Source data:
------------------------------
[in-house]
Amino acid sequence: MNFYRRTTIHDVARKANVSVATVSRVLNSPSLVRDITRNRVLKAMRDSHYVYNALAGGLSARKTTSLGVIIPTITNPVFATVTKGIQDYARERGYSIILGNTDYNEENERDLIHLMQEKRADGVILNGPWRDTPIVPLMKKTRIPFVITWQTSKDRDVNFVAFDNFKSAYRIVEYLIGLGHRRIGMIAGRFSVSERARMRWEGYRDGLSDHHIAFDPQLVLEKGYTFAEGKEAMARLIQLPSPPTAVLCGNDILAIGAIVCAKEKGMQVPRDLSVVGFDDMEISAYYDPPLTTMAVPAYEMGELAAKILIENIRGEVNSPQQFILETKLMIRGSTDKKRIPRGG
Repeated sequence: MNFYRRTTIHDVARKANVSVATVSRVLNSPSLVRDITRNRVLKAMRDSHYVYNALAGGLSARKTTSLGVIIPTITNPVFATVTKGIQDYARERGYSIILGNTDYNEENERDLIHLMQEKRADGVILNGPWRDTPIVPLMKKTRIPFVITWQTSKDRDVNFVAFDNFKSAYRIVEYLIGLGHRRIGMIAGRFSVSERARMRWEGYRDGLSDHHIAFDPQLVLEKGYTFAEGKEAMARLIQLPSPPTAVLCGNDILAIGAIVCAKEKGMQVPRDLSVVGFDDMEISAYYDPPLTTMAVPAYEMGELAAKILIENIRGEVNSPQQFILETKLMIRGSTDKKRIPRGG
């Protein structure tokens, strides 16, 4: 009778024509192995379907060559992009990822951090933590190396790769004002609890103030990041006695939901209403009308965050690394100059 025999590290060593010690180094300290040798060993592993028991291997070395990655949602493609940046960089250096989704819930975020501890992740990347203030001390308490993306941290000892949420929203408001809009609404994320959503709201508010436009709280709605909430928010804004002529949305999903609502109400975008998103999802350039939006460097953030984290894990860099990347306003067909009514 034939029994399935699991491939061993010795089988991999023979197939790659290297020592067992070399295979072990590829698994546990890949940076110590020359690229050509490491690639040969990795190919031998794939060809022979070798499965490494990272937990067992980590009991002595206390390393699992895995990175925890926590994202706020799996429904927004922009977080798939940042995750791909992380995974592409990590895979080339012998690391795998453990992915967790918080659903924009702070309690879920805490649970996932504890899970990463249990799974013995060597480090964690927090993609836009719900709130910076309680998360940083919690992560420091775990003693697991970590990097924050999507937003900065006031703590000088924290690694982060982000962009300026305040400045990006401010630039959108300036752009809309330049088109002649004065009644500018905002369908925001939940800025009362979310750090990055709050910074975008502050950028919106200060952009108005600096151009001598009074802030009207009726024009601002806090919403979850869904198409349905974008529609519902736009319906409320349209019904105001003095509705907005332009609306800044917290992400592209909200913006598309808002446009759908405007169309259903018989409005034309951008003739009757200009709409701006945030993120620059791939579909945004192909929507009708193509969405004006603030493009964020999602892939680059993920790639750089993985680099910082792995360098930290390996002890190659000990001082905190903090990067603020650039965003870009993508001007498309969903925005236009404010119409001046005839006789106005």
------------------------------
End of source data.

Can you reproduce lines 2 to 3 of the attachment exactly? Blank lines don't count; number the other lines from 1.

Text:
Amino acid sequence: MNFYRRTTIHDVARKANVSVATVSRVLNSPSLVRDITRNRVLKAMRDSHYVYNALAGGLSARKTTSLGVIIPTITNPVFATVTKGIQDYARERGYSIILGNTDYNEENERDLIHLMQEKRADGVILNGPWRDTPIVPLMKKTRIPFVITWQTSKDRDVNFVAFDNFKSAYRIVEYLIGLGHRRIGMIAGRFSVSERARMRWEGYRDGLSDHHIAFDPQLVLEKGYTFAEGKEAMARLIQLPSPPTAVLCGNDILAIGAIVCAKEKGMQVPRDLSVVGFDDMEISAYYDPPLTTMAVPAYEMGELAAKILIENIRGEVNSPQQFILETKLMIRGSTDKKRIPRGG
Repeated sequence: MNFYRRTTIHDVARKANVSVATVSRVLNSPSLVRDITRNRVLKAMRDSHYVYNALAGGLSARKTTSLGVIIPTITNPVFATVTKGIQDYARERGYSIILGNTDYNEENERDLIHLMQEKRADGVILNGPWRDTPIVPLMKKTRIPFVITWQTSKDRDVNFVAFDNFKSAYRIVEYLIGLGHRRIGMIAGRFSVSERARMRWEGYRDGLSDHHIAFDPQLVLEKGYTFAEGKEAMARLIQLPSPPTAVLCGNDILAIGAIVCAKEKGMQVPRDLSVVGFDDMEISAYYDPPLTTMAVPAYEMGELAAKILIENIRGEVNSPQQFILETKLMIRGSTDKKRIPRGG